The “story,” or what there is of it, is some mumbo jumbo about the search for Davey Jones’s chest, in which the undead pirate’s heart is locked away. But to open the chest, someone must steal the key that Jones has with him at all times. That is all there really is to it, and it takes the movie over 150 minutes to tell the simple story. Sure, the movie tries to explore the theme that Cap’n Jack is a scoundrel who is really a good man at heart- but didn’t we cover that territory in the last movie? And really, I personally cannot for the life of me give a shit about Orlando Bloom or Keira Knightley’s relationship. It’s supposed to be the heart of the movie, but they are both so damned boring.

There are a few pleasures to be had throughout the movie. Davey Jones is a scary villain, and he is realized through some amazing special effects coupled with a great performance by the always wonderful Bill Nighy. A few of the action sequences are entertaining and well staged, but they are surprisingly few and far between, while the endless, pointless scenes between set pieces are unendurably boring. There are some good moments in Depp’s performance, but only a few this time. Where is the spark of life and mischief that made everyone fall in love with Captain Jack in the first movie?

“Dead Man’s Chest” is shockingly dull. Just when it begins to feel like it’s never going to end, something interesting finally begins to develop and the movie actually begins to tell a story. So of course that means it’s time for the picture to fade and the lights to go up. To be continued, see you next year, let’s break another record next time. Maybe the third movie will redeem this film, maybe the second film was just a stumbling block to get us to Part 3- but I don’t have much faith in the franchise after watching “Dead Man’s Chest.”

Monday, July 03, 2006

Summer Movie Olympics, Part 7: Exploitation At It's Best

I went up to the bay area for the fourth of July and had a pretty great weekend with my family. My little sister is taking a sign language class for summer school (and I'll stop you right there before you think she's doing it selflessly- if she takes two years of sign language, she can pass out of all language classes through college.) As a requirement for her class, she had to attend a movie with open captioning- as it turned out, the weekend we were in town a local theatre was showing "The Fast and the Furious: Tokyo Drift" on Sunday morning with captions for the hearing impaired. I jumped at the chance to see the latest "F&F" film, as I had seen the first two before it. Though "2 Fast, 2 Furious" is a boring and lame sequel, I loved the over the top ridiculousity of the first movie. And who could resist seeing "Tokyo Drift" in such a surreal screening environment? But captioning a movie like this does make a certain amount of sense- the dialouge doesn't exactly matter in these movies anyway, so why not show this for hearing impaired audiences? Maybe "Fast and the Furious 4" will not have any dialouge at all. The kids who flock to these movies on their opening weekends (and flock they do- "Tokyo Drift" made $24 million on it's first weekend- not bad for a movie with no sequel without the original stars, or any name actors at all,) won't even realize they've seen an experimental film.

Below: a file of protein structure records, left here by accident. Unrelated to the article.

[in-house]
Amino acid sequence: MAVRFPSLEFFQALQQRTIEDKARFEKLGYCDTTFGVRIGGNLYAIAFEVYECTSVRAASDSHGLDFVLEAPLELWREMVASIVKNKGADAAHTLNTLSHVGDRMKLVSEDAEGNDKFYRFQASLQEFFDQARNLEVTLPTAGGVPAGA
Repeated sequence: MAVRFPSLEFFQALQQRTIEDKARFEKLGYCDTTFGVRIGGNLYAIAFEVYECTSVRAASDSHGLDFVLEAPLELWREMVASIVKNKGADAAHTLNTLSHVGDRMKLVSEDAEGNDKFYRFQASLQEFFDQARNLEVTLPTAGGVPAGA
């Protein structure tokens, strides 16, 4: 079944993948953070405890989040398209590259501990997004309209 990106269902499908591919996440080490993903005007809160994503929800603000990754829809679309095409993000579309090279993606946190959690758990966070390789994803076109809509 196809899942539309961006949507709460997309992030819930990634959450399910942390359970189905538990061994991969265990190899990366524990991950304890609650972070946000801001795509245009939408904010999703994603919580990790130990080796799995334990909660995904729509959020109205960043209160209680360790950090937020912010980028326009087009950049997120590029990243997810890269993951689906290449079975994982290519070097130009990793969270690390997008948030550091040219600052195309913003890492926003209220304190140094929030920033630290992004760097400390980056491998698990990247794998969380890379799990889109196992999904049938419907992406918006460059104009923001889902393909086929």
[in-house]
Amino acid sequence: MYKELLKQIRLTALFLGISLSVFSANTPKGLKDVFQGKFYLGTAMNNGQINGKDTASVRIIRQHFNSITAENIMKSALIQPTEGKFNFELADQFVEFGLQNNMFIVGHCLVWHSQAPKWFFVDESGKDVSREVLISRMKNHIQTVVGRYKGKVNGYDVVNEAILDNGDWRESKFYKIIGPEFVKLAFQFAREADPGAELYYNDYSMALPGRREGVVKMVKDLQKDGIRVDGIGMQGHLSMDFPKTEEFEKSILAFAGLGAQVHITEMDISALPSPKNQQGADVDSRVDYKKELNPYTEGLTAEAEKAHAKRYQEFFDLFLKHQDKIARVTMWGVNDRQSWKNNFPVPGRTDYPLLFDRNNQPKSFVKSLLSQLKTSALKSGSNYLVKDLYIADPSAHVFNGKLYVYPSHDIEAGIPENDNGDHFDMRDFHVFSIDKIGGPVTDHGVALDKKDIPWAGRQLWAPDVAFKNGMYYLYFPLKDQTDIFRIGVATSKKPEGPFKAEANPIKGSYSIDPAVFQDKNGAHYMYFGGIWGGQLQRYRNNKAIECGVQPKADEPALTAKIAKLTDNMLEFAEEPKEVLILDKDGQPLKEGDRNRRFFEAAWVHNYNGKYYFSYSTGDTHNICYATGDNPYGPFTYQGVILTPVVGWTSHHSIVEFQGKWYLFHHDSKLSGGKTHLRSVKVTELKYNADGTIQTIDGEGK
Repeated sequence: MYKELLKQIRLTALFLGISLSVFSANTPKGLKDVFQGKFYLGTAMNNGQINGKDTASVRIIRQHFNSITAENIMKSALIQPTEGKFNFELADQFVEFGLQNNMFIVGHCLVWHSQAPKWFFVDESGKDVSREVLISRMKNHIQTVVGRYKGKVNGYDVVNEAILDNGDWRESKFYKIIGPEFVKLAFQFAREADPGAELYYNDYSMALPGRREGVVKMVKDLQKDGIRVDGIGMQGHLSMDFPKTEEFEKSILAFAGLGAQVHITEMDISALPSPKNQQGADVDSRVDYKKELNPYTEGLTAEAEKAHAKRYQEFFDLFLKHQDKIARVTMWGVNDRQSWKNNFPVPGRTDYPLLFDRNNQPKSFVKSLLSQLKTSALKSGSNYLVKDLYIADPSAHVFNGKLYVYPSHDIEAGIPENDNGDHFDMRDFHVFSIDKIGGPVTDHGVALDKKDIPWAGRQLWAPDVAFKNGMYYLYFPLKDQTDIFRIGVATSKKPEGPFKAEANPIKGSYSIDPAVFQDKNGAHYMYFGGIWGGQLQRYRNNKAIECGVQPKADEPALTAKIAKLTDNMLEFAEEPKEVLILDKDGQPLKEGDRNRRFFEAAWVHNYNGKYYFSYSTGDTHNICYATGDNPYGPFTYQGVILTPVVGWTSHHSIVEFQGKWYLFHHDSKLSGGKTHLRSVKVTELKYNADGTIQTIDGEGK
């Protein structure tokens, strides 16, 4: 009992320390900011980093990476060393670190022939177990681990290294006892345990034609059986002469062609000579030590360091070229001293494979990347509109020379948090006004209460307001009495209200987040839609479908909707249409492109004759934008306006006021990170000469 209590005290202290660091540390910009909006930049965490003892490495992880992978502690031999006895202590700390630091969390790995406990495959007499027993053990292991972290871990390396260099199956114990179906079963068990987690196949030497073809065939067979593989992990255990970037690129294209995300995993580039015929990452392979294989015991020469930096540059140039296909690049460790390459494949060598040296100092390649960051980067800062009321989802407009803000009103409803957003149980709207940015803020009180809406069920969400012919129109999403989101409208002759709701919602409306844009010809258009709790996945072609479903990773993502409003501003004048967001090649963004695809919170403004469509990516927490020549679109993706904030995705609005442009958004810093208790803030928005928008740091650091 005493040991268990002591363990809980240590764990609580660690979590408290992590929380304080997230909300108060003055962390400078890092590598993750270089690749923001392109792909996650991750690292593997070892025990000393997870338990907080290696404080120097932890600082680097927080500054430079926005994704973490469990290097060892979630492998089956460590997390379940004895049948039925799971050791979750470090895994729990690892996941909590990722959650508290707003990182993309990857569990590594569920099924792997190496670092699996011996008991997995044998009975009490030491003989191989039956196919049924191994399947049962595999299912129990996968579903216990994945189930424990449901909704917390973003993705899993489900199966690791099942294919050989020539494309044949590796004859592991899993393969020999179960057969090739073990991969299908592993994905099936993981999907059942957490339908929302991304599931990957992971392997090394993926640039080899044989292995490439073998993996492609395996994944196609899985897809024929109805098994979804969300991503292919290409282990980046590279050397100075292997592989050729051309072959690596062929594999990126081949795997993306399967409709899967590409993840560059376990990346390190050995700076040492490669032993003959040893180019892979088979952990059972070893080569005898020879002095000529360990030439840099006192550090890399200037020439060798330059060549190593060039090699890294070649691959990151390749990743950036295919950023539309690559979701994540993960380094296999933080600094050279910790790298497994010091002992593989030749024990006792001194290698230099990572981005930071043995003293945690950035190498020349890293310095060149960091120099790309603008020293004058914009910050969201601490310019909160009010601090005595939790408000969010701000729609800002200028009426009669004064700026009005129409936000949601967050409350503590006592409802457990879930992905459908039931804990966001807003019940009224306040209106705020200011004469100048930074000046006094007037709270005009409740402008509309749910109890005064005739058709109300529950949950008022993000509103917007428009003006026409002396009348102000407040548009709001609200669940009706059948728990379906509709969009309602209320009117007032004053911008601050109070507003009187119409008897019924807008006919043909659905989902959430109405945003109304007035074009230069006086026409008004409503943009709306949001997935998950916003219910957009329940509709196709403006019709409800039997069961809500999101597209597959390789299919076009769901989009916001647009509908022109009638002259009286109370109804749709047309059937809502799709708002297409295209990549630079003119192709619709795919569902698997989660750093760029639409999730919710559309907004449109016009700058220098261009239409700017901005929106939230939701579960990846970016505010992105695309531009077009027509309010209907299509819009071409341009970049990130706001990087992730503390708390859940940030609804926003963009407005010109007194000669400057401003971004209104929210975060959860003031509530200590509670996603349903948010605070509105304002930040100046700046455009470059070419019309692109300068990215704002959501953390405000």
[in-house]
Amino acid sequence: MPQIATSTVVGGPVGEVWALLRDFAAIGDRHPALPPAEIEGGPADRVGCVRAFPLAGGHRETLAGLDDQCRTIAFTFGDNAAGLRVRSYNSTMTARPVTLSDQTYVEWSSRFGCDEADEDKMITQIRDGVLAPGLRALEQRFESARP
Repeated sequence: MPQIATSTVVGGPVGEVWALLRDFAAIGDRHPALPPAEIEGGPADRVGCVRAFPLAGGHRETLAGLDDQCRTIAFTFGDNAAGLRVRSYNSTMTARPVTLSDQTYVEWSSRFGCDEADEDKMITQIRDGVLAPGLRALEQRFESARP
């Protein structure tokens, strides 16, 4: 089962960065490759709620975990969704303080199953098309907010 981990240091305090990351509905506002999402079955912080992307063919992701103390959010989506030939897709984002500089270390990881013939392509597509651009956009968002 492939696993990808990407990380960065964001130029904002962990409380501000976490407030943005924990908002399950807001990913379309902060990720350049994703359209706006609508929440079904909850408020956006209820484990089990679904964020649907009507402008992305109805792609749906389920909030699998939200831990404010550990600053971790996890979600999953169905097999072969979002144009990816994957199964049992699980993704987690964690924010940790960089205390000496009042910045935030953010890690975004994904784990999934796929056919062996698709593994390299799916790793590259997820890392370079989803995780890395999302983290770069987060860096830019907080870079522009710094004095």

Nobody in the audience for these movies gives a shit that the stars of the first two "F&F" films are totally absent, (except for a surprise cameo at the end of the movie.) The movies are all about fast cars, dangerous races, insane crashes, hot girls, and all around cheap thrills. The franchise has developed into a series of B-Movies put out by an A-List studio- this is the kind of thing Roger Corman used to thrive at. "Tokyo Drift" is loud, stupid, and features an actor who probably has less charisma than the boring as a brick Paul Walker (who starred in the firs two "Fast and the Furious" films,) and the storyline is beyond generic. But I'll be damned if I didn't love almost every minute of this movie.

The story really is of minimal importance in a movie like this- Lucas Black plays Sean, a troubled American kid who is shipped off to live with his strict millitarry father. He gets involved in an underground racing scene, falls in love with the girlfriend of a wanna-be Yakuza member, befriends a small time criminal, and becomes an expert at "drift" style racing in order to beat his rival and win the girl. A conflict that could have ended in violence is, as customary in these movies, settled with a race. The script is silly and riddled with cliches, but in a knowing enough way that it's easy to laugh along with it and just enjoy the ride. Sometimes the movie is funny on purpose, and sometimes it's unintentionally hillarious- but either way I was laughing and having a good time, and that's more than I can say for a lot of the big, bloated Hollywood offering this summer.

Despite the fact that Black is an unbelievabley wooden leading man, and that the rest of the cast (including the artist formerly known as Lil' Bow Wow,) can't act their way out of paper bags, the movie still zips along entertainingly. The real stars of the film are not the people anyway- the cars in "Fast and the Furious" movies are framed as lovingly as the lead characters of a certain recent animated movie about talking automobiles.

I had a blast for most of this movie- the races were stylish and fun for the most part, and it's just in my DNA as a guy to watch those cars drift around impossible curves and just think "wow, that was fucking cool." My only real complaint is that the movie does wear out it's welcome a bit before the big final race. With such a who gives a fuck story being told, why did it still take almost a full two hours to tell it?

Other than the ten minutes that could have been cut out to make it a bit leaner, "Tokyo Drift" pretty much delivers the goods. Sometimes all a summer movie needs is a few good races and a bunch of cool crashes to satisfy that summer movie itch.